Does the Minister stand by those remarks? Will he guarantee that there will be a separation of functions between the trust investigating what happened and the NHSLA considering issues of liability? Will he confirm that the body responsible for defending the NHS against claimsthe NHSLAwill have no role in determining the facts of the case? I invite the Minister to respond now to those questions.
Andy Burnham: I am happy to do so. I do indeed stand by what I said in Committee, but I think that the hon. Gentleman has in mind a more rigid separation than we do. As I described in my opening remarks, we believe that there will be discussion between the scheme authority and the local trust on the quality of the report and of the investigation, on whether there are gaps and on whether further information needs to be provided. I have in mind a more iterative process and more exchange of information between the bodies. If the hon. Gentleman is asking me to confirm that it is principally the trusts responsibility to carry out the investigation and the scheme authoritys role to advise on liability and quantum, I am happy to do so.
Mr. Baron: I thank the Minister for that clarification. For the record, I am not suggesting a rigid structurefar from it. All I am suggesting is that the function of fact-finding should be confined to the trust investigating at the fact-finding stage. That should not prevent correspondence, liaison and communication between the NHSLA and the trust, as long as the NHSLA plays no part in determining the facts of the case. It must be absolutely clear that the trust determines the facts. Can the Minister confirm that?
It is because we have in mind a unified, coherent scheme wherein trusts work closely with the scheme authority to ensure both that thorough
and detailed investigation reports are produced and that, based on those reports, correct offers of settlement are made. We have in mind a single scheme, not a multiplicity of schemes once the investigation stage is complete, as the hon. Gentleman seems to envisage. We propose a coherent whole so that we might avoid the need for the legal process and thereby improve the patient experience and reduce the cost to the system as a whole.
Mr. Baron: I suggest to the Minister that his remarks are somewhat contradictory. He has made it clear at the Dispatch Box that he accepts that the fact-finding stage will remain just thata process to determine the factsand it will then be up to the NHSLA to assess liability. I therefore cannot understand why that clear separation of the two functions cannot be spelled out on the face of the Bill.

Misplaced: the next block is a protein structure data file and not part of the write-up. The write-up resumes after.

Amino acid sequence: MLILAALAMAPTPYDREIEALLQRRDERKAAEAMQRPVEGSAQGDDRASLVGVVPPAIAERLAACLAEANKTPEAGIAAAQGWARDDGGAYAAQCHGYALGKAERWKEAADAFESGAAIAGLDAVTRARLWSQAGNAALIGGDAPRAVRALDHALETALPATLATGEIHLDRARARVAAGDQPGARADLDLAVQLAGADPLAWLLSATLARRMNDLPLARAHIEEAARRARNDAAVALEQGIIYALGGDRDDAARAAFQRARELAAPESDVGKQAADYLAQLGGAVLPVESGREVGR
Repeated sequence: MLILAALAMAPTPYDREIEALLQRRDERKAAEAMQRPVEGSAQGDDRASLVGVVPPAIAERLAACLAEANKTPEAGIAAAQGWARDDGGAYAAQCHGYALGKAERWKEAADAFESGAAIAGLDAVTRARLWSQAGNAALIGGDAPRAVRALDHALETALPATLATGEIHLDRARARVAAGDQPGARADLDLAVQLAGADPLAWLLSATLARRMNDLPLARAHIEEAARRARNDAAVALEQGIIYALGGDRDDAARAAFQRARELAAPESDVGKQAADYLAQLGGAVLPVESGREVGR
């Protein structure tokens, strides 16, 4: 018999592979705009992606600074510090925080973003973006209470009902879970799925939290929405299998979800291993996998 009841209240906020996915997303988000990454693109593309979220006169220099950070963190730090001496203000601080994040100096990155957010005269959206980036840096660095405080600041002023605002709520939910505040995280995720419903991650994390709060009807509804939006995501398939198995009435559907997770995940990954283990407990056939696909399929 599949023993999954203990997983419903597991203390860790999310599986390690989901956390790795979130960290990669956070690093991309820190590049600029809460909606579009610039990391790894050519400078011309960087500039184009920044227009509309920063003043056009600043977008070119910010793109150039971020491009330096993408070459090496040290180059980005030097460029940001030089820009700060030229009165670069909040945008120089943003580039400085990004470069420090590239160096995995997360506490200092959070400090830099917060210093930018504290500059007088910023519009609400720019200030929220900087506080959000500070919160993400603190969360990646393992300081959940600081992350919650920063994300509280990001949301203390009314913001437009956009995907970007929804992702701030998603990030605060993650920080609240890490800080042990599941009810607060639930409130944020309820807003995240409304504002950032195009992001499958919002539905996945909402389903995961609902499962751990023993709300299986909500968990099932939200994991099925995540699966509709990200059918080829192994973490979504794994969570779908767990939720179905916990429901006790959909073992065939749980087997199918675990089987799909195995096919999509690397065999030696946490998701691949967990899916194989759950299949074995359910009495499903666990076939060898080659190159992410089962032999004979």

I ask the Minister to turn his attention to the investigation reports. Clarity about what the report covers is important. Will the report made available to the patient cover only the fact-finding stage, or will it include the fault-finding stage as well? That is important. Any offer will, presumably, be made on a without prejudice basisin other words, it cannot imply liabilitybut the reports will not ordinarily be disclosable if they include the fault-finding stage, because they might imply liability. The reports should therefore be restricted to the fact-finding stage only; otherwise, the scheme risks being functionally incoherent. Will the Minister clarify that point for the House?
Andy Burnham: The intention is to make the report available to the patient at the point of an offer being made. I stress that it is the trusts reportthe local investigation carried out by the trustthat will be made available. The intention is that that would be made available simultaneously with an offer being made, so the two documents would be read together by the patient.
Andy Burnham: I clarify again that the report would be the product of the local investigation carried out by the trust. I would encourage trusts to go further than simply laying out the facts. If they wanted to make an apology to the patient at that stage or explain what process changes have been made to prevent the same thing from happening again, it would be right and proper for them to do that. I would encourage them to do so, rather than delivering a mechanistic report dealing solely with the facts of the case.